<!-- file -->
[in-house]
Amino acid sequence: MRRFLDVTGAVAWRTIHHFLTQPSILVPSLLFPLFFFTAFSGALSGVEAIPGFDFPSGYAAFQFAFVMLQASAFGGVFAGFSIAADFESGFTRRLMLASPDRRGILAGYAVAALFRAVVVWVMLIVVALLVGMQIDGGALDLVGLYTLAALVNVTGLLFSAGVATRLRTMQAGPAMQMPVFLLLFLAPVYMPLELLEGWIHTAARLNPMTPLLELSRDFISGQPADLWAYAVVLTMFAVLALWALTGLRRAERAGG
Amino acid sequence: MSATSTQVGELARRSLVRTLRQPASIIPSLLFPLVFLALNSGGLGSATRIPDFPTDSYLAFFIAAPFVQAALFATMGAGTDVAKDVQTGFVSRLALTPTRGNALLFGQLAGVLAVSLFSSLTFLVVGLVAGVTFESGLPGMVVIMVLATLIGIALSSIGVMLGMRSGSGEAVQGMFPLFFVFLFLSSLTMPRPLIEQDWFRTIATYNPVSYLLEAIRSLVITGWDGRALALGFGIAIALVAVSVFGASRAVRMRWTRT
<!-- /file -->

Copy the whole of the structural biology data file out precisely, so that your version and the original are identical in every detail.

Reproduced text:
[in-house]
Amino acid sequence: MRRFLDVTGAVAWRTIHHFLTQPSILVPSLLFPLFFFTAFSGALSGVEAIPGFDFPSGYAAFQFAFVMLQASAFGGVFAGFSIAADFESGFTRRLMLASPDRRGILAGYAVAALFRAVVVWVMLIVVALLVGMQIDGGALDLVGLYTLAALVNVTGLLFSAGVATRLRTMQAGPAMQMPVFLLLFLAPVYMPLELLEGWIHTAARLNPMTPLLELSRDFISGQPADLWAYAVVLTMFAVLALWALTGLRRAERAGG
Amino acid sequence: MSATSTQVGELARRSLVRTLRQPASIIPSLLFPLVFLALNSGGLGSATRIPDFPTDSYLAFFIAAPFVQAALFATMGAGTDVAKDVQTGFVSRLALTPTRGNALLFGQLAGVLAVSLFSSLTFLVVGLVAGVTFESGLPGMVVIMVLATLIGIALSSIGVMLGMRSGSGEAVQGMFPLFFVFLFLSSLTMPRPLIEQDWFRTIATYNPVSYLLEAIRSLVITGWDGRALALGFGIAIALVAVSVFGASRAVRMRWTRT